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CHAMBER MUSIC REVIEW

St. Lawrence String Quartet

Jon Kimura Parker

December 3, 2006

St. Lawrence String Quartet


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The Quartetless Quartet

By David Bratman

It’s not often that a string quartet presents a concert without any works for string quartet on it. Nor is it often — at a formal classical concert, at least — that the audience takes its seats not knowing what works are going to be played and not even knowing about the unexpected seating arrangements onstage. But that’s what happened on Sunday at Dinkelspiel Auditorium.

As St. Lawrence Quartet cellist Christopher Costanza explained on taking the stage, the quartet’s first violinist, Geoff Nuttall, became a rather overdue father a few days ago. Time to rehearse major quartets by Haydn and Beethoven with his colleagues has been lacking recently. So those pieces had to be replaced.

The quartet was able to prepare the third intended work, Dmitri Shostakovich’s Quintet for Piano and Strings in G Minor, Op. 57 (1940), with pianist Jon Kimura Parker, as scheduled. But Nuttall was absent from the rest of the program. His colleagues — Costanza, violist Lesley Robertson, and violinist Scott St. John — played Antonín Dvorák’s Quartet for Piano and Strings No. 2 in E-flat Major, Op. 87 (1889) with Parker; and Ernst von Dohnányi’s Serenade in C Major for String Trio, Op. 10 (1902) by themselves.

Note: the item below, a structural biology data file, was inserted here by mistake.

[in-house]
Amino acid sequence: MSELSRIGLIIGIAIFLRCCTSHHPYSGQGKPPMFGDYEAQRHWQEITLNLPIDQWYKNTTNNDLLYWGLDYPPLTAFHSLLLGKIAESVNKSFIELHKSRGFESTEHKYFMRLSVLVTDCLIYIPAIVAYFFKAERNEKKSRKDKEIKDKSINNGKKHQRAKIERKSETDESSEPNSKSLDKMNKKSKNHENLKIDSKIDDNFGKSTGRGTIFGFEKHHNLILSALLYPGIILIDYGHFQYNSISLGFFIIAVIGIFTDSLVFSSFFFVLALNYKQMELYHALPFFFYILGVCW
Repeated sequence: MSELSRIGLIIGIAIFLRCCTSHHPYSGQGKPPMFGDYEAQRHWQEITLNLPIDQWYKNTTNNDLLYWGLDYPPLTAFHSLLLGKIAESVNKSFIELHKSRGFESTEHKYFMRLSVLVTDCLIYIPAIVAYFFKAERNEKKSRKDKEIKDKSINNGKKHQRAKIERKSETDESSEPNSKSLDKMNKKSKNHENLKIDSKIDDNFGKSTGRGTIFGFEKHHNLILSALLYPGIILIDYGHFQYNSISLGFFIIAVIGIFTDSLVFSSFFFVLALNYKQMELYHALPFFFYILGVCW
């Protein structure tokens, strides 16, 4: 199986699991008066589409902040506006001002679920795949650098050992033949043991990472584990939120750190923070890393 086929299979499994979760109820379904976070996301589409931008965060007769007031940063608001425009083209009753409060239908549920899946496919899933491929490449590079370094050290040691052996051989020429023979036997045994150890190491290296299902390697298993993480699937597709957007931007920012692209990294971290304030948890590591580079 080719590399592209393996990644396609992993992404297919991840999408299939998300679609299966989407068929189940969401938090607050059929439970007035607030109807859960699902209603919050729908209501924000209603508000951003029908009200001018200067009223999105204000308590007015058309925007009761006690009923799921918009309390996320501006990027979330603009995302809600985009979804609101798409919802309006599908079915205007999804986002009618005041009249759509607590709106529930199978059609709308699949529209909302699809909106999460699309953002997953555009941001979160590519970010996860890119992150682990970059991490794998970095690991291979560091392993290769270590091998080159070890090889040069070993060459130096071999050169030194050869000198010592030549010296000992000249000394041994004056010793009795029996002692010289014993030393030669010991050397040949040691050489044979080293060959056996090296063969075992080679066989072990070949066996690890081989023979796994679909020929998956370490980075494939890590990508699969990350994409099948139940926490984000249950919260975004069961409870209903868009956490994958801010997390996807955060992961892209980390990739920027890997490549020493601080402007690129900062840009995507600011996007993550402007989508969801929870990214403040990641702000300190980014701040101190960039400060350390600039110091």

Young genius, tiny gem

The Serenade, five movements of very early Dohnányi, is a tiny gem of a work — lightweight but much less whimsical than its model, Beethoven’s Serenade in D, Op. 8, for the same instrumentation. The scherzo and the rondo finale, in particular, are sober and academic in flavor, but without being too heavy. Much of the work consists of dialogues and exchanges between the violin and viola, while the cello sets the groundwork beneath them, often in pizzicato. Dohnányi was a genius at writing clearly for the individual instruments and the players made the most of it. The variety of tone in Robertson’s viola playing was especially notable. She was appropriately raw and rough in the marcato sections of the opening and closing march, dry but incisive in the more rigid counterpoint movements, and warm in her lyrical solos. One especially long viola solo took up the first half of the second movement.

Even in a work where he’s the only violinist, St. John is a born second violinist. That’s intended as a compliment. His tone is darker and richer than Nuttall’s, well suited to occupy the space between the first violin and the viola. The difference between the two came out in their duets and exchanges in the Shostakovich Quintet. Nuttall’s tone here was at its purest and sweetest, especially in the very high notes, which he emitted with astonishing tenderness. In response, St. John played not only at a lower pitch, but with a heavier sound — it could hardly have been lighter than Nuttall’s. But the difference was not so extreme as to be out of balance.